If your son or daughter isn’t speaking to you today, for once you can chalk it up to something other than hormones. Across the country, students are taking a vow of silence today in solidarity with gay rights. While some parents have been urged by social conservatives to keep their kids at home or distribute pamphlets telling gay kids they can change, thanks to Facebook and other online sites, the Day of Silence has become a nationwide phenomenon. Want to know what could possibly get a teenager to shut-up for a whole day? Here’s a few of the many reasons.
The Gay, Lesbian and Straight Education Network released a study this week of Pennsylvania students and found that:
“Nearly nine out of 10 transgender students experienced verbal harassment at school in the past year because of their sexual orientation and gender expression, more than half experienced physical harassment because of their sexual orientation and gender expression and more than a quarter experienced physical assault because of their sexual orientation and gender expression.”
This is up from the last survey, conducted in 2007.
The New York Times brings up the case of Eric Mohat:
“In March, 2007, 17-year-old Eric Mohat shot himself in the head, after a long-term tormentor told him in class, “Why don’t you go home and shoot yourself; no one will miss you.” Eric liked theater, played the piano and wore bright clothing, a lawyer for his family told ABC news, and so had long been subject to taunts of “gay,” “fag,” “queer” and “homo.”
In early April, this report came out from GLSEN:
“An 11-year-old Massachusetts boy, Carl Joseph Walker-Hoover, hung himself Monday after enduring bullying at school, including daily taunts of being gay, despite his mother’s weekly pleas to the school to address the problem. This is at least the fourth suicide of a middle-school aged child linked to bullying this year.”
Pink News UK reports on the agonizing struggle that the parents of 18-year-old Michael Causer have had in trying to keep their son’s killer behind bars:
“Eighteen-year-old Michael, who worked as a hairdresser in Liverpool, was attacked at the Huyton home of his friend Michael Binsteed’s grandmother.
After a 999 call he was found by paramedics in the street on Friday 25th July.
Despite surgery to try to reduce swelling on his brain, he died at 2:30pm on Saturday 2nd August.
James O’Connor was sentenced to a minimum of 11 years in prison for Michael’s murder, while Michael Binsteed was given a suspended sentence and community service for perverting the cause of justice.”
This is just the latest news out from this month. Morons like Mike Huckabee don’t think that the gay rights movement is a real movement, because nobody’s “head is being bashed in”, but he couldn’t be more wrong. One of the sad duties of running a daily gay blog is keeping track of all the teenagers and children who are murdered, beaten and harassed because they’re either gay or perceived to be gay. It’s an epidemic and what’s worse is, that it’s in our hands to stop it.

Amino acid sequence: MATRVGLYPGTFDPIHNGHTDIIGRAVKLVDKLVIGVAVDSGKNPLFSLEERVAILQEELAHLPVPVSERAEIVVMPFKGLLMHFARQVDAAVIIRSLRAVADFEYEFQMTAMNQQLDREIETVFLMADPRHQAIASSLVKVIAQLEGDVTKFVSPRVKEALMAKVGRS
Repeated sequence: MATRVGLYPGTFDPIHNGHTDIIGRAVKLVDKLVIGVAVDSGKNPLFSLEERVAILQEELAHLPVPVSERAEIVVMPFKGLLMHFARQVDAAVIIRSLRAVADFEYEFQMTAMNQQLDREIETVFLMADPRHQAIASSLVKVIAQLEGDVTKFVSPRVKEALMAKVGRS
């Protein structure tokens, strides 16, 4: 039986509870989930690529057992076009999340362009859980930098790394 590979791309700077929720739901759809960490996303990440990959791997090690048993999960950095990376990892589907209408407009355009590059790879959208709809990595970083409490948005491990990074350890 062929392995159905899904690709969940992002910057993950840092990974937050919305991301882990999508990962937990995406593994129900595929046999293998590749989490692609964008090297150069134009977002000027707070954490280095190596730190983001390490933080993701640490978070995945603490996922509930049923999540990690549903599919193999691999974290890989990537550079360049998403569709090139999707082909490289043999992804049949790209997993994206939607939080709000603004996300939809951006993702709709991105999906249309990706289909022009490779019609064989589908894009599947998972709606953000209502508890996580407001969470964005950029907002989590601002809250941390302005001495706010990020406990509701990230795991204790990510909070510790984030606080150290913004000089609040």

How does this happen again and again? It’s simple, really. Kids follow the example of their parents. If they see that it’s okay to hate on gay people, they will do it themselves. Perhaps this is why we become so infuriated by the social conservatives who lie and pretend to ‘love the sinner and hate the sin’ to further their own bigoted agenda. As unjust as it is to not have our civil rights, when we see kids murdered because of their sexuality or perceived sexuality, we’re reminded that homophobia quite literally kills. I hate this. I hate that good kids stay home from school in fear of being bullied or beaten up. I hate that some feel they have no escape other than to take their own life. I hate that close-minded people who don’t deserve the time of day can influence someone whose life is just beginning to end it.
I still remember to this day the kid in my high school who called me ‘fagot’ every day, over and over again, whispering it when the teacher wasn’t looking, mouthing it from across the cafeteria. Finally one day, he said it to me and I answered, “Yeah, you got a problem with it?” It shut him up, but not everyone is so lucky.
When you tell your son or daughter that it’s okay to discriminate, when you withhold them from school out of fear they’ll be exposed to the values of tolerance and fairness, you are sending them the message that it is okay to go on calling a kid ‘fagot’. You are telling them that it’s fine to harass students because of how they act or dress– and when it goes too far, when that child is murdered or commits suicide, their blood is on your hands.
So, if your son or daughter stays silent today, be proud of them, not because they’re standing up for gay rights, but because they’re standing up against bullying and harassment. And if you’re encouraging them to stay at home or to confront the kids who are standing up for safe schools, perhaps it’s time you take a minute and think about the message and values you’re sending your children, because frankly, I don’t want to keep writing about how children raised by people like you keep making life miserable for kids who were once just like me.